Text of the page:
Q. Is TEPRONONE safe!!!??? I am a little uneasy since it has effects on cancer cells but I am not sure if it is safe to use topically for wrinkles?

A. My investigation on this ingredient was quite surprising.  I expected to find lots of information indicating that this ingredient was harmful.  But, after research, I found that it actually has many positive benefits with low toxicity.

Teprenone's other name is geranylgeranylacetone. 

These studies found it to have promise in fighting colon cancer:

This study found it to inhibit ovarian cancer:

Teprenone, aka, geranylgeranylacetone is what's known as a heat shock protein inducer.  When the body's cells endure stress, particular proteins are released to help protect these cells.  In the body, geranylgeranylacetone stimulates the creation of these proteins, thus giving cells resilience and protection from inflammation, free radicals, and other damage to DNA, and may be the mechanism whereby this chemical has its anti-tumor effects.  (Source) So, it's actually a chemical with some interesting promise. 

But, what does this mean for your skin, and does teprenone really delay or "correct" skin aging?

There is no medical or scientific evidence that suggests that teprenone repairs, protects, or has any benefit directly on skin.  The theory is that due to its DNA-protective effect, teprenone helps to protect skin from damage, and thus delay or repair ageing.  But, there have been no peer-reviewed studies on the subject, and no clinical trials to back up the claim. The only studies that have been done are those that the creators of this chemical did for the application of the patent.  Hardly an independent, non-biased source. That's not to say that it does or doesn't have these effects.  They just simply haven't been proven. 

Another thing to consider...Any product bearing an anti-aging claim is making a drug claim, and would be regulated by the FDA as a drug.  Any anti-aging drug must label and use an active ingredient that has FDA drug approval.  Teprenone is not an FDA approved drug ingredient, so a product claiming that teprenone has active anti-aging benefits is being illegally marketed.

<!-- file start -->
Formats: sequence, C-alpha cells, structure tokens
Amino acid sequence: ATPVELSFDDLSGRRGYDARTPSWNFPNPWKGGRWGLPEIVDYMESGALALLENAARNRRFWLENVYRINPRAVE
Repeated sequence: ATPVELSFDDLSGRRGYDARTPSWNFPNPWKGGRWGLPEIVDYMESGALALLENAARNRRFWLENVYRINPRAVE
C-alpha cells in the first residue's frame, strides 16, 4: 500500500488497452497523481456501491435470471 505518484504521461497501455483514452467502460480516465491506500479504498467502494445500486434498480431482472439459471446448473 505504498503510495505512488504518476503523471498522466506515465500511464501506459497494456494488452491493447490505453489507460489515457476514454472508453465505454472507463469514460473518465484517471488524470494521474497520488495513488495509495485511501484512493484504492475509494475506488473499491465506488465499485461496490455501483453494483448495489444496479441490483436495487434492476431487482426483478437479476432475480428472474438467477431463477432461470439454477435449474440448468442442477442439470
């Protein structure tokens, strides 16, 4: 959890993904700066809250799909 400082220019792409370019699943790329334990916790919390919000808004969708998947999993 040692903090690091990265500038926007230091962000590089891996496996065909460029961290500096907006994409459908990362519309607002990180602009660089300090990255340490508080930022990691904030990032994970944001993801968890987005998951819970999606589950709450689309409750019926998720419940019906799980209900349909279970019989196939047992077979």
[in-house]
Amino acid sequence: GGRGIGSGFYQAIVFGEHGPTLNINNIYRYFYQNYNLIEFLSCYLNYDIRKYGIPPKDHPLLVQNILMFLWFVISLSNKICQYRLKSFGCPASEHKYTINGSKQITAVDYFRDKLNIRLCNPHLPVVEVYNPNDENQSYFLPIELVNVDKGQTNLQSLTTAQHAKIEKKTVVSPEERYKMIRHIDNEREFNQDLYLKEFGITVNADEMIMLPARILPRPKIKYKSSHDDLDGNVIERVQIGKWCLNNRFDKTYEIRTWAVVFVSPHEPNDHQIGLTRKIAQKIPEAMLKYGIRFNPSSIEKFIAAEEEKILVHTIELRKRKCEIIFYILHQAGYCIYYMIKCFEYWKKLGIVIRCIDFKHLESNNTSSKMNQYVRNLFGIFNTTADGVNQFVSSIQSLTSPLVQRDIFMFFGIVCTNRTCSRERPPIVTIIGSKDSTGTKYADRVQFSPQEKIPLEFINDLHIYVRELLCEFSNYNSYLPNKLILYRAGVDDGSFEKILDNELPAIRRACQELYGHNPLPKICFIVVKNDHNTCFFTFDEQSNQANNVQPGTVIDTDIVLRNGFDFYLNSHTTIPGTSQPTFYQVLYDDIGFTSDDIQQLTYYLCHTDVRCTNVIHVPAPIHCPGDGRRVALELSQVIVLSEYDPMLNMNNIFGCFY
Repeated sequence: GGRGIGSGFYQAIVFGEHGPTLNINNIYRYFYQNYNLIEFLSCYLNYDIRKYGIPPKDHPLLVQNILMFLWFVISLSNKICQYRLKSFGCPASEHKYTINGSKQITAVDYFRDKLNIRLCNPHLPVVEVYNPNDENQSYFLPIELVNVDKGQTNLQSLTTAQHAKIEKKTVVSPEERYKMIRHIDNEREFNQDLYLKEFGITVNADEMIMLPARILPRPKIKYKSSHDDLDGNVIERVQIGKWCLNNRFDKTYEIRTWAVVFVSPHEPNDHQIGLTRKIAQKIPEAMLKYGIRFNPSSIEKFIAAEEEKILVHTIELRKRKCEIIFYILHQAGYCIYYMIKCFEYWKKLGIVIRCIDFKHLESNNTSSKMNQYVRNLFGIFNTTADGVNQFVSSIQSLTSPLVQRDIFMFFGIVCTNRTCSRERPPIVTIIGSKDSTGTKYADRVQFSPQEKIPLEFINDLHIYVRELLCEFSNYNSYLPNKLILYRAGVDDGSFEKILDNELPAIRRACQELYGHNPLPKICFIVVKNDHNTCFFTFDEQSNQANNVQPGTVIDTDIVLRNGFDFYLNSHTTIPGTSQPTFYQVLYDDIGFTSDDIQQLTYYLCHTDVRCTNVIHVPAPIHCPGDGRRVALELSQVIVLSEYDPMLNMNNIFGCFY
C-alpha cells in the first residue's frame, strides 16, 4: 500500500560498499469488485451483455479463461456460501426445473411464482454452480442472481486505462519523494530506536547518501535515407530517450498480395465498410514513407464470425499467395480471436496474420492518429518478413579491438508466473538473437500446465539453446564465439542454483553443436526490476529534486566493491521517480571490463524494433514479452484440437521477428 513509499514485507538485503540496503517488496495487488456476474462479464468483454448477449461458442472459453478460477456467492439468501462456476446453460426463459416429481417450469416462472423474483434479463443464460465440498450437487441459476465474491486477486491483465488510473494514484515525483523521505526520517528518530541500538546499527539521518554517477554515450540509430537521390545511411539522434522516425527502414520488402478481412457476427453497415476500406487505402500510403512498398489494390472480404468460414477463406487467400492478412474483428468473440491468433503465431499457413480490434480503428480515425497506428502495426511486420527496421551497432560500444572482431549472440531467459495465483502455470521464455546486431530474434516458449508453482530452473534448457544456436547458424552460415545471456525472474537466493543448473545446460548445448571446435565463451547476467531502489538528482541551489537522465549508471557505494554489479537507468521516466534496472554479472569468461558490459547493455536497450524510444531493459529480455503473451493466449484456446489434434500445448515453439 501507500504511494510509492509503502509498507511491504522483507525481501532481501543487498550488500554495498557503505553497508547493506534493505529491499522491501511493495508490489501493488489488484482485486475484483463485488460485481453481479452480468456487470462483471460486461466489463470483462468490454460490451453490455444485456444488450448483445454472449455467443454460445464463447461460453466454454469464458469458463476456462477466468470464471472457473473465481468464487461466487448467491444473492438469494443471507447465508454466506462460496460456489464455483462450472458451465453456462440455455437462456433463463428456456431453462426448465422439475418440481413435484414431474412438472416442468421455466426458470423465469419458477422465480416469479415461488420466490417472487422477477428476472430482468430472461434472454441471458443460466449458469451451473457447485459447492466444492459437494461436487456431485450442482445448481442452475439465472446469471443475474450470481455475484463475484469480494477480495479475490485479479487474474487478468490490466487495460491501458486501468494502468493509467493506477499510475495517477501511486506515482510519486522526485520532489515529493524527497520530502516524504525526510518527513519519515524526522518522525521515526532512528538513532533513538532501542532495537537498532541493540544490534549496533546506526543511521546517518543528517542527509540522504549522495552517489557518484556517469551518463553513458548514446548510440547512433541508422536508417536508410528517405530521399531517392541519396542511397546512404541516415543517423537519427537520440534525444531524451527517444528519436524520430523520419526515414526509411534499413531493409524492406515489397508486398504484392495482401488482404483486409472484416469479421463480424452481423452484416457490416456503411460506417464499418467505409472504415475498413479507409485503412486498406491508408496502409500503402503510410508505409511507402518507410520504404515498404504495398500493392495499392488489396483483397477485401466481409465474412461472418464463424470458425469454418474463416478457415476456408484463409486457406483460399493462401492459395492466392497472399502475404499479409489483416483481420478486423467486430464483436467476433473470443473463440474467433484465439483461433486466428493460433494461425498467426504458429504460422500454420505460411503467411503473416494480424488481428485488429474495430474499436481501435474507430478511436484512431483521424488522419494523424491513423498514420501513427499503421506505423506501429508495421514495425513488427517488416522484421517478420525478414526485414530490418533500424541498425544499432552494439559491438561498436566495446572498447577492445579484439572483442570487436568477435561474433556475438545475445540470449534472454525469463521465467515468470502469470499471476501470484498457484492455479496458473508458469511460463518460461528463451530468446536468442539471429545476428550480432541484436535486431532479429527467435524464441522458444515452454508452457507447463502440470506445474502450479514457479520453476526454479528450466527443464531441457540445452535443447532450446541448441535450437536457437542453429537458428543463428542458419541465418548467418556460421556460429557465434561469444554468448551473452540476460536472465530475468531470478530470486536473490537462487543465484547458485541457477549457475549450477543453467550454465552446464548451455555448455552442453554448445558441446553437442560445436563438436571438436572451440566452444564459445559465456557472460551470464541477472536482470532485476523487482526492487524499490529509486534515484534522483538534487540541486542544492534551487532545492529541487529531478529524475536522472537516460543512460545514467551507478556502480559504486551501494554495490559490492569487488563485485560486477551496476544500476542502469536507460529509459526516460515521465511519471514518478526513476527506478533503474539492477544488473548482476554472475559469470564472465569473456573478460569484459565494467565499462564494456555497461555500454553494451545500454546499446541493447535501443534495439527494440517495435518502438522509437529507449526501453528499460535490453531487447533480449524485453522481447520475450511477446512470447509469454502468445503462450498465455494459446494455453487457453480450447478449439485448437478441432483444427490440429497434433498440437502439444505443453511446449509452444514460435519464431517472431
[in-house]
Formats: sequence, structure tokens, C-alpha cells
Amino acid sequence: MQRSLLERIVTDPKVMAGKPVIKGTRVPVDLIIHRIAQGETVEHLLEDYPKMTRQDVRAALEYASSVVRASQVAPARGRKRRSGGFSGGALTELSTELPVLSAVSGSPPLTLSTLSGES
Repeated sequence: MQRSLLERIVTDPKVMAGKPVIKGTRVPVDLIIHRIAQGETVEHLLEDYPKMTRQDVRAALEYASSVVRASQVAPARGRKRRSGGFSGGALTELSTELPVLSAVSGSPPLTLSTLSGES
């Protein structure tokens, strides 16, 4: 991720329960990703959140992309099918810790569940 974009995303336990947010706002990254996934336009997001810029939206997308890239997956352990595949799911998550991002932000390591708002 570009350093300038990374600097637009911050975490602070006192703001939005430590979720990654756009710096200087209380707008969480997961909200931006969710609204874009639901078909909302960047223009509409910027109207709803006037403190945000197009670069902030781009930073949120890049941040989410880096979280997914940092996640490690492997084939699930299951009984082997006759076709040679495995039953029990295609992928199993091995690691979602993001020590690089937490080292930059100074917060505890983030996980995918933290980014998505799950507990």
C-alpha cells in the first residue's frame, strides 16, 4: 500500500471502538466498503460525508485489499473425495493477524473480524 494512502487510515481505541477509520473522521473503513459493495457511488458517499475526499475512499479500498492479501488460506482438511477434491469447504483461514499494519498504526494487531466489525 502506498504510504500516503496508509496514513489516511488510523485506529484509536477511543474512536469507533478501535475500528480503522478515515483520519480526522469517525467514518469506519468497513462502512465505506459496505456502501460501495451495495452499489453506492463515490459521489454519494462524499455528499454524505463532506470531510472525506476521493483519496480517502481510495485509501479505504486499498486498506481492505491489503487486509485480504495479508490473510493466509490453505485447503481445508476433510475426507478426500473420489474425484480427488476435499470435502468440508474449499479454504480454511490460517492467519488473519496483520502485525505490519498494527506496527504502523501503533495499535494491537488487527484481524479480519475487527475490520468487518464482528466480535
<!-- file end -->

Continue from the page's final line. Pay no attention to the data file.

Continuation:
Ethoxylated Alcohol

Q. I recently noticed that my Planet liquid laundry detergent contains ethoxylated alcohol. I know that ethoxylated chemicals should be avoided in cosmetics because they contain traces of carcinogens, but do you think this is something I should be worried about being on my clothing? My gut reaction is that I don't want that anywhere near me, but trace amounts that are mostly washed out of clothing do seem negligible. Also, do you know if there are any environmental issues with this?

I saw that you recommend soap nuts for laundry; do these work as well as detergents such as Planet? Are there problems with them making white clothes dingy?

Thanks for your help.

A.  You hit the nail on the head--even though we don't know which exact ethoxylated alcohol they're using, we do know that it's ethoxylated, and that means it can contain traces of 1,4-dioxane and ethylene oxide, both known or suspected carcinogens.  Your exposure to these trace contaminants from using a laundry detergent would be quite low...however, downstream it could be a problem as the carcinogens leach in to the groundwater.  I'm surprised to hear that a brand that deems itself to be better for the environment would use chemicals processed with carcinogens!  While the amounts are small, there could be an accumulative effect from others using ethoxylated compounds. 

Soapnuts work great!  There are no problems with them making white clothes dingy, and they're a completely non-toxic, non-allergenic, non-polluting way to clean clothes.

I hope that answers your question!


Green Tea and Grapefruit Extract

Q. Hi Stephanie,
I recently bought some products that are certified organic, and noticed one of the ingredients is Grapefruit Extract. I was just wondering if this is different from GSE, or if it's the same thing? Also, I was wondering if you've done any research on green tea leaf extract and it's safety? EWG rates it a 2, but it definitely sounds harmless... Thanks for your help :)